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C. M. Storey
DOWN in the heart of the city where the smoke is thickest, where the whirr of factory wheels and the noise of traffic render one deaf to all lesser sounds; where the buildings are lean and grimy and life seems sordid—there it is that the Spirit of Commerce wages war with humanity.
Maclean's_19130701_0026_003_0012.xml
article
69
69,70,71,72
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The Captain’s Gig a-Glove Hunting
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C. H. J. Snider
“PASSENGERS lately, etc?” The gaze of Lieutenant Alexander Dobbs, R. N., bored its way through the blue tobacco haze to a dainty Spanish leather glove, meant for a slim, lefthand, tacked against the cabin carlins overhead. Copleston Radcliffe, seated opposite, failed to flush, but his merry eyes twinkled.
Maclean's_19130701_0026_003_0013.xml
article
73
73,74,75,76,77,78,79,80
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The Print of the French Heel
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Robert E. Pinkerton
WHEN Willson opened his eyes it was to see water slapping directly in front of his face. He felt strangely helpless. Dimly he remembered Hardy’s “Yip!” just before the big wave had tossed the canoe into the air. A twist in this wave had determined that Willson should live, for he had been thrown into an eddy that swirled him toward shore.
Maclean's_19130701_0026_003_0014.xml
article
81
81,82,83,84,85,86
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Jefferys—Painter of the Prairies
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J. Edgcumbe Staley
“BLACK and white work is as good as any other preparation for the career of a painter. It gives one the power of easily committing to any ready medium what one sees daily all but one. Almost unconsciously the youth, who takes up his pencil and his pen diligently, grows accustomed to the rendition of feature, form, and fact in the progressive ratio of incidents and inspiration.
Maclean's_19130701_0026_003_0015.xml
article
87
87,88,89,90
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The Sin of Tired Nerves
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Dr. Orison Swett Marden
A GREAT many well-meaning people, both men and women, are great “nerve sinners.” They allow themselves to become exhausted and so depleted physically that they lose the-power of resistance. They cannot control themselves and are the victims of their nerves.
Maclean's_19130701_0026_003_0016.xml
article
91
91,92,93,94,95,96
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The Rising Market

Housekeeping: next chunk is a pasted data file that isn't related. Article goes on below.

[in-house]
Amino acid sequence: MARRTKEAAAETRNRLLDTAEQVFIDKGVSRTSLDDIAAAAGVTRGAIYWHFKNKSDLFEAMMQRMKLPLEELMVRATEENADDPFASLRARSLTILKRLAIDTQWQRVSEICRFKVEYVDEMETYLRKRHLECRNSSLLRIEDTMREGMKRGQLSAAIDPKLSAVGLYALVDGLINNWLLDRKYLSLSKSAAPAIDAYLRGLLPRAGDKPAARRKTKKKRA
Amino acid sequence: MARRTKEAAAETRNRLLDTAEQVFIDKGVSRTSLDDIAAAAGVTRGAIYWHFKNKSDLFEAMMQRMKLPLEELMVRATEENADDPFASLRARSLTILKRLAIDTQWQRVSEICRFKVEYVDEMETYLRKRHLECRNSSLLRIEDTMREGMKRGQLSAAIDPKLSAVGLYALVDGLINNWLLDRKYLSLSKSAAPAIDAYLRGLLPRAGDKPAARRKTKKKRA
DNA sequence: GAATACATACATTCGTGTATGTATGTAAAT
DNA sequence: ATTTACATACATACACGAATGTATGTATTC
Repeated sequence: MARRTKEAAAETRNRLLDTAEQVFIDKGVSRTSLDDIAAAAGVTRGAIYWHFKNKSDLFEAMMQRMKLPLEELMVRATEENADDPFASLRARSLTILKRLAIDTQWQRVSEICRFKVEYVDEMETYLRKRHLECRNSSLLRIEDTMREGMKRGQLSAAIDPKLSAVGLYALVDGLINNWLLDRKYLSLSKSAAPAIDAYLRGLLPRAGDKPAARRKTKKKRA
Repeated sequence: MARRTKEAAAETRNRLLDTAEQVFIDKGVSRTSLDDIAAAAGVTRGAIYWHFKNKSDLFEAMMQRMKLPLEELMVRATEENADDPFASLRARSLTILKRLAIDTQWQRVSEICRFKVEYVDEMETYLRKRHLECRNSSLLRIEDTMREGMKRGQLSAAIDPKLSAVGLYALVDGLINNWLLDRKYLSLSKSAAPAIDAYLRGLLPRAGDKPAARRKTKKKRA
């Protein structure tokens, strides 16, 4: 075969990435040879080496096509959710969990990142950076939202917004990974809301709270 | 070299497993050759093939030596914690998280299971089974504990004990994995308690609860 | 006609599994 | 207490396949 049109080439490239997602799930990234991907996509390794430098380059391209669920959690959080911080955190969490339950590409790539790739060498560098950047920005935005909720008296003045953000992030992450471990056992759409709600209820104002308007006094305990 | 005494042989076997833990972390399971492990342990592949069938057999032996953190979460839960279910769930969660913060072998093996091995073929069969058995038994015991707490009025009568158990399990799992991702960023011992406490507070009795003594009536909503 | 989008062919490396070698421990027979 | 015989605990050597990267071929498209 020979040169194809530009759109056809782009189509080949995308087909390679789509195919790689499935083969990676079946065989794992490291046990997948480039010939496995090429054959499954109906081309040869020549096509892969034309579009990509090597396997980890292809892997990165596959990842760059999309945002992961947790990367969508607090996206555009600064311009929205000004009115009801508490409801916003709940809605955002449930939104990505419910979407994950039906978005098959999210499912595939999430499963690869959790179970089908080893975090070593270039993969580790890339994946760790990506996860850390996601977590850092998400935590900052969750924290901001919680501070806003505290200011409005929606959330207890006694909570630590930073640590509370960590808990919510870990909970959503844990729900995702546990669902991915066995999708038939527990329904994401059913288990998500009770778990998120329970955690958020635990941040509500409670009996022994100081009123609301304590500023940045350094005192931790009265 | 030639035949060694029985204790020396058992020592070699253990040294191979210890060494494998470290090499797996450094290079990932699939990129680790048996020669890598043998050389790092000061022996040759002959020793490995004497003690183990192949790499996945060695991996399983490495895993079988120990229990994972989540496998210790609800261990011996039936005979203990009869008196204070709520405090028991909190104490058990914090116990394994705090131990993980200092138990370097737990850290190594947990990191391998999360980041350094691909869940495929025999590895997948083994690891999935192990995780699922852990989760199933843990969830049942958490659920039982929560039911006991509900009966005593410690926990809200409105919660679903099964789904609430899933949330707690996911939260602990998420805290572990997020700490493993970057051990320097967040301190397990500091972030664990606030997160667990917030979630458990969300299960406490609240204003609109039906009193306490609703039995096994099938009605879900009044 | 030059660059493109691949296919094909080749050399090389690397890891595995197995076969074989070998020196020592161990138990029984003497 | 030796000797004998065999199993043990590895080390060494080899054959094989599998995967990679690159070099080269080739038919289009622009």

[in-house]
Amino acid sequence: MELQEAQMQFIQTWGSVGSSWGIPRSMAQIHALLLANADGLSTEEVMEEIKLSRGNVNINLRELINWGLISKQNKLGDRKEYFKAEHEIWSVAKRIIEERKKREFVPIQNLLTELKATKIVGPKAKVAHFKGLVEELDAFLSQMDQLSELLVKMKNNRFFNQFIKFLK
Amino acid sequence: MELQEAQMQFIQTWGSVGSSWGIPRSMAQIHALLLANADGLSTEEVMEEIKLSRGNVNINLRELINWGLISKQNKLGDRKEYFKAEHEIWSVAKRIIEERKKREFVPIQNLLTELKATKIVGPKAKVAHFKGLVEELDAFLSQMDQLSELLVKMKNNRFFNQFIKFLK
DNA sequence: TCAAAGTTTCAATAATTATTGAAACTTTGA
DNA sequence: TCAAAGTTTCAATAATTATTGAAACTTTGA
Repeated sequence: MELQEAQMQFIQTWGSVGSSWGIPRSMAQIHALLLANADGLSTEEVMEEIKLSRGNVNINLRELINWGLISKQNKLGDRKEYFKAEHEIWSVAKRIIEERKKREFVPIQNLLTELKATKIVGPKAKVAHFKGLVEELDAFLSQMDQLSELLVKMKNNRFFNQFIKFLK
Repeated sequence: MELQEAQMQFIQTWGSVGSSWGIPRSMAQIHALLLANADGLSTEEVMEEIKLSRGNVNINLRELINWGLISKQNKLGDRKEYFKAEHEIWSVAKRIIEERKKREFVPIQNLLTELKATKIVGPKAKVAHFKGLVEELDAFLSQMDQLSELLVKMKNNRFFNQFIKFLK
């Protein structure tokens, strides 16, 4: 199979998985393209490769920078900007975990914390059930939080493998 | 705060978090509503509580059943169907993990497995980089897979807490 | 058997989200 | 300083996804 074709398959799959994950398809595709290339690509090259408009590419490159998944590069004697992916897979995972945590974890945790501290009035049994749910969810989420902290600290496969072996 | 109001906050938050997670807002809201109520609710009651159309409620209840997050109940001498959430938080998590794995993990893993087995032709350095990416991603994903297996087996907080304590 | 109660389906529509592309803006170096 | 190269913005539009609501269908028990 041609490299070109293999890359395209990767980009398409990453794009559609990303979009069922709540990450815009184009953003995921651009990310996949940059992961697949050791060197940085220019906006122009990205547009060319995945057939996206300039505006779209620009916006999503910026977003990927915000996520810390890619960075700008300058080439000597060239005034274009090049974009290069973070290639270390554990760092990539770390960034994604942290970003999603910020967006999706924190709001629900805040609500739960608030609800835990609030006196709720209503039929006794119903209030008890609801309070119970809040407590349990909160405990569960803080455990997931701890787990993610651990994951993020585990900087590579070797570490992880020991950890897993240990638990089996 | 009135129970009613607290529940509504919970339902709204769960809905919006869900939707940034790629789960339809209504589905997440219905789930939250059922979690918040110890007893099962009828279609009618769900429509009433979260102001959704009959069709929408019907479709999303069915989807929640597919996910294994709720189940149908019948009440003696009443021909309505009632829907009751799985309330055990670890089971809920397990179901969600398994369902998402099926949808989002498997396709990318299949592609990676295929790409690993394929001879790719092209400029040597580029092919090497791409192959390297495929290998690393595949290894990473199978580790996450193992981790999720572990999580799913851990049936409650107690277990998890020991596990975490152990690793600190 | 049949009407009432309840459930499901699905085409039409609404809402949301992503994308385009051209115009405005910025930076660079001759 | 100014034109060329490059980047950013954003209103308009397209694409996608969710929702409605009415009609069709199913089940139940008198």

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Charles E. Van Loan
THE long freight train rattled and wheezed as it came to a standstill; the overworked engine sent forth a series of melancholy hoots, and Vestibule Slim, traveling man, cautiously opened the side door of his private car and looked out upon a wet world.
Maclean's_19130701_0026_003_0017.xml
article
97
97,98,99,100
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There is No Crisis Ahead
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John Appleton
SHREWD Canadian business men have long had their eyes well set upon certain danger signals which were ahead. The chief one was in the extent of Canada’s borowing. Heavy borrowing is accompanied by as much danger when the whole nation is a party to it as in the case of an individual who borrows heavily.
Maclean's_19130701_0026_003_0018.xml
article
101
101,102,103
Review of Reviews
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Three Women Who Manage Millions
Emergency Thrusts Three Widows into the High Finance of Fortune Builders and They Make Good.
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That women can rise to an emergency in sickness and display a fortitude that no philosophy has as yet explained, has been exemplified time and again. Equally successful in the management of business enterprises, she has demonstrated in her untiring nature, persistent attention and executive intuition, her right to equality with men.
Maclean's_19130701_0026_003_0019.xml
article
103
103,104,105
Review of Reviews
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A Flying Machine Before Christ.
And Some Striking Instances — Such as the Taximeter, Looping-the-Loop, and Growing Plants by Electricity — Proving That There is Nothing New Under the Sun.
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THE SAYING that there is no new thing under the sun may be very hackneyed, but it is very true. We take a natural pride in our wonderful modern inventions, but are apt to overlook the fact that they are, after all, largely the developments and improvements of ideas as old as the hills.
Maclean's_19130701_0026_003_0020.xml
article
105
105,106,107
Review of Reviews
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The Life of an Artist's Model
The Truth About an Arduous Profession Where $600 a Year is Made by the Average Poser.